Since coming out, I’ve become confident and happy with how I live my life. I’m no longer fearful of how my heart feels. I’ve learned from my coming out that no matter how old you are, you can’t deny your truth. For years, I tried to dismiss my truth until it grew too big to hide. Even if it’s hard, even if you’re in the second act of your life, it’s never too late to accept your truth and live a happier life. Like my cousin said to me years ago, “You shouldn’t suppress how you feel because of other’s opinions.” Not everyone may accept you, but the ones that do will surround you and validate the truth you’ve accepted. That makes it all worth it—to wake up and know you’re living as your most authentic self.
This is the story of DaVida Cole
DaVida currently resides in New Orleans, Louisiana, where she’s currently working as a Producers’ Assistant for the TV Series Queen of the South. When DaVida started to find herself looking romantically at women, she became scared and tried hiding and denying it for years, even when she was seeing women in secret. It wasn’t until she became serious with a woman who encouraged her to live her life openly did she finally find the courage to come out. In doing so, she found that suppressing your emotions because you fear what others think is no way to live. She now lives openly and happily. Although DaVida and Candyss have broken up because of DaVida’s job field, the pair ended on good terms back in January 2019. Aside from her career in production, DaVida hopes to start her own business one day, helping independent creators market and brand themselves properly. She also likes to binge watch Netflix and occasionally paint if she’s inspired.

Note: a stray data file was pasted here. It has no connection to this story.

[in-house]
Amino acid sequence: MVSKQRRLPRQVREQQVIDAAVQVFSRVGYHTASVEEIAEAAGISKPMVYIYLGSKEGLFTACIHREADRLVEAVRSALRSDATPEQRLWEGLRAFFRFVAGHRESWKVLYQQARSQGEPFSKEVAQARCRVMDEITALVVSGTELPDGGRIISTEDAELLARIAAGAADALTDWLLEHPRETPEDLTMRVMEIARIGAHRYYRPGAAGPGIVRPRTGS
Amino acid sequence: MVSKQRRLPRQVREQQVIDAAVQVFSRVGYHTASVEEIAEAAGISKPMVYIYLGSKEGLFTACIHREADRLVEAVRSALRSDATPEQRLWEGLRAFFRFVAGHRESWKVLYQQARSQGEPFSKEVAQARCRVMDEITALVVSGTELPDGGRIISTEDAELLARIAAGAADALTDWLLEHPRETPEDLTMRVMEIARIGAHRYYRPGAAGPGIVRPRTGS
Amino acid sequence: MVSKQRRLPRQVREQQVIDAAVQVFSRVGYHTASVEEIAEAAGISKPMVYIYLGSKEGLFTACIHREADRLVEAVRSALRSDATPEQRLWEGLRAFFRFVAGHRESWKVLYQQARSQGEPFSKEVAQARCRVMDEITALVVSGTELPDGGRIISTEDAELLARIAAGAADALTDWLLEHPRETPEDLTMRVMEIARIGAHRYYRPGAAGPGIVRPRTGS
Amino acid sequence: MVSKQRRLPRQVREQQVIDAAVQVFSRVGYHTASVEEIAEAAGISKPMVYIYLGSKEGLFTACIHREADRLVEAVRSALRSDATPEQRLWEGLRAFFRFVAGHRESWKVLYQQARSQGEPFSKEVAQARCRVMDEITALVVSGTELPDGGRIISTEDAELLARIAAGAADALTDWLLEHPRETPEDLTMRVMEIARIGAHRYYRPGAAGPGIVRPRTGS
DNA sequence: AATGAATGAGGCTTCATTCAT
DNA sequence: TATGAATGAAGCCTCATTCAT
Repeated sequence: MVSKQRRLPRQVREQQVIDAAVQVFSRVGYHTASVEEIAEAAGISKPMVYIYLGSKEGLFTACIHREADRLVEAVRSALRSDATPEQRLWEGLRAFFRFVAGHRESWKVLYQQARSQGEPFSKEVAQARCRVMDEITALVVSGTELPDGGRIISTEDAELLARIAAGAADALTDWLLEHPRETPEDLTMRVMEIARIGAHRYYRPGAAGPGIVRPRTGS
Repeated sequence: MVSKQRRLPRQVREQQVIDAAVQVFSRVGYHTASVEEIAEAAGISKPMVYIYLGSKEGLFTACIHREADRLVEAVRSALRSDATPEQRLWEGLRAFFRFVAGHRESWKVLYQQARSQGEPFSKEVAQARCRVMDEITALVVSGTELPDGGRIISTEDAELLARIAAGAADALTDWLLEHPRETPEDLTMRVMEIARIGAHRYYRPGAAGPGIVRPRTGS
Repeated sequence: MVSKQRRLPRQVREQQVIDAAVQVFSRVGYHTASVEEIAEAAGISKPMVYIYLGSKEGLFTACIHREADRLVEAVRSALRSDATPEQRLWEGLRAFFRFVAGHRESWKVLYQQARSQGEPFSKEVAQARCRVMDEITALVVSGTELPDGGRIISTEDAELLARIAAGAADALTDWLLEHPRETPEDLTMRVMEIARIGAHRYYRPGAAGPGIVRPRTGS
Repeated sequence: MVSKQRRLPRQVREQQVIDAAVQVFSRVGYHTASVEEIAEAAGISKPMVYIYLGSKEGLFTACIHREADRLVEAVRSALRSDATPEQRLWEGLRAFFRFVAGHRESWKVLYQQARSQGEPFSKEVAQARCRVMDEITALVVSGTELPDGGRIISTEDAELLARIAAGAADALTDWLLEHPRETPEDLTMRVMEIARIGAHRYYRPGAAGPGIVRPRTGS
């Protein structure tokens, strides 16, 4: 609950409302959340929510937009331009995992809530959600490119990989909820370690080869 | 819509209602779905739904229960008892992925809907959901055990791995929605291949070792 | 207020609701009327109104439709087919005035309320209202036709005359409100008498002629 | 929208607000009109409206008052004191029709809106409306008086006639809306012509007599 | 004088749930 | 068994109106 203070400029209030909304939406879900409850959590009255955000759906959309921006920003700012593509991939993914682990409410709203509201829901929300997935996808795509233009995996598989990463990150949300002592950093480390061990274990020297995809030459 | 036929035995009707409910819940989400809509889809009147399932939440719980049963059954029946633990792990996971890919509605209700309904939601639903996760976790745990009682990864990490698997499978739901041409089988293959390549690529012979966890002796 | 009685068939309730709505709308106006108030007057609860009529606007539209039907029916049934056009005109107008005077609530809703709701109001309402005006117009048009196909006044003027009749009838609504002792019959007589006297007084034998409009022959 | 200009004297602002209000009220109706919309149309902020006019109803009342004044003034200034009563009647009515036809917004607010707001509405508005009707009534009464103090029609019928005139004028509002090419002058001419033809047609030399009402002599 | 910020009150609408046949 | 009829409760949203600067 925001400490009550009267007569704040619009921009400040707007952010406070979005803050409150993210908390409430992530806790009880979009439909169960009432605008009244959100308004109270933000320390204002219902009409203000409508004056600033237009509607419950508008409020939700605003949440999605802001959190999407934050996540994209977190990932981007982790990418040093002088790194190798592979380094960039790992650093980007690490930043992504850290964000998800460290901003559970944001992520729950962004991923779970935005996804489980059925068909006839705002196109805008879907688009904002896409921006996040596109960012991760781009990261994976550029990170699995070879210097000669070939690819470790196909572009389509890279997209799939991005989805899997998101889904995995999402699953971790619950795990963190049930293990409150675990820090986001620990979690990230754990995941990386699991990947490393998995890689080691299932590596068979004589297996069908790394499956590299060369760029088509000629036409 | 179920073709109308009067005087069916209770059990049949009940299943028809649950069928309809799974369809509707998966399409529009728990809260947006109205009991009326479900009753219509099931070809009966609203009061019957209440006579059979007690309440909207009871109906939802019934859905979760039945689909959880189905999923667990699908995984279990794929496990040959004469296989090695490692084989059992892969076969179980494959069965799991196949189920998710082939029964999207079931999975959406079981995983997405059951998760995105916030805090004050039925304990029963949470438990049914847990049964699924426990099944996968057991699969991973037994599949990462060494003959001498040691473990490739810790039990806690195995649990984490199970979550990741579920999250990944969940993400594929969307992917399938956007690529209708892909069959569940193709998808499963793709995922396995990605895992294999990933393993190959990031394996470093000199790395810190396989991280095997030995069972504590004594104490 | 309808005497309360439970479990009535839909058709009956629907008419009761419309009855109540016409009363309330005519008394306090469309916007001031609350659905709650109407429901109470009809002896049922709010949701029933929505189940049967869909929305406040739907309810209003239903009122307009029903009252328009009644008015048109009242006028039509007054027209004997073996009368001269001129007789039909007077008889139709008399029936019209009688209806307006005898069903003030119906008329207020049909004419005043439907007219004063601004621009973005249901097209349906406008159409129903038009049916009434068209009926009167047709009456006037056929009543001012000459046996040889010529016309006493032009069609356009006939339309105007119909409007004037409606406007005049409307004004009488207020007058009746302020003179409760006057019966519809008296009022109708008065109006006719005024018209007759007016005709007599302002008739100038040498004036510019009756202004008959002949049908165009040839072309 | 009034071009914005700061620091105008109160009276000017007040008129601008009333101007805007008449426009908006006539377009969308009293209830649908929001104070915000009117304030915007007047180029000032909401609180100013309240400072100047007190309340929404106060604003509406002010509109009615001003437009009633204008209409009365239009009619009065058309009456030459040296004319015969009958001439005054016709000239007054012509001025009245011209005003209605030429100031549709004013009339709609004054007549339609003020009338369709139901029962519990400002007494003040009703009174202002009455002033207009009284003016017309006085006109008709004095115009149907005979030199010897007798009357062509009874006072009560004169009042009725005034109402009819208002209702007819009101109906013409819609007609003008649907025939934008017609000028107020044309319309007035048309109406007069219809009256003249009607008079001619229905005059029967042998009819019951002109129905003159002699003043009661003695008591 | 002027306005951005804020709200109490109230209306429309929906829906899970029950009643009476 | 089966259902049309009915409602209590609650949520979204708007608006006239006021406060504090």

This story was first captured by the VideoOut team on May 11, 2017, and completed by Our Life Logs on May 29, 2019.
| Writer: Kristen Petronio | Editor: Colleen Walker |
You can listen to DaVida’s retelling at: https://www.youtube.com/watch?v=73KV2olI3YA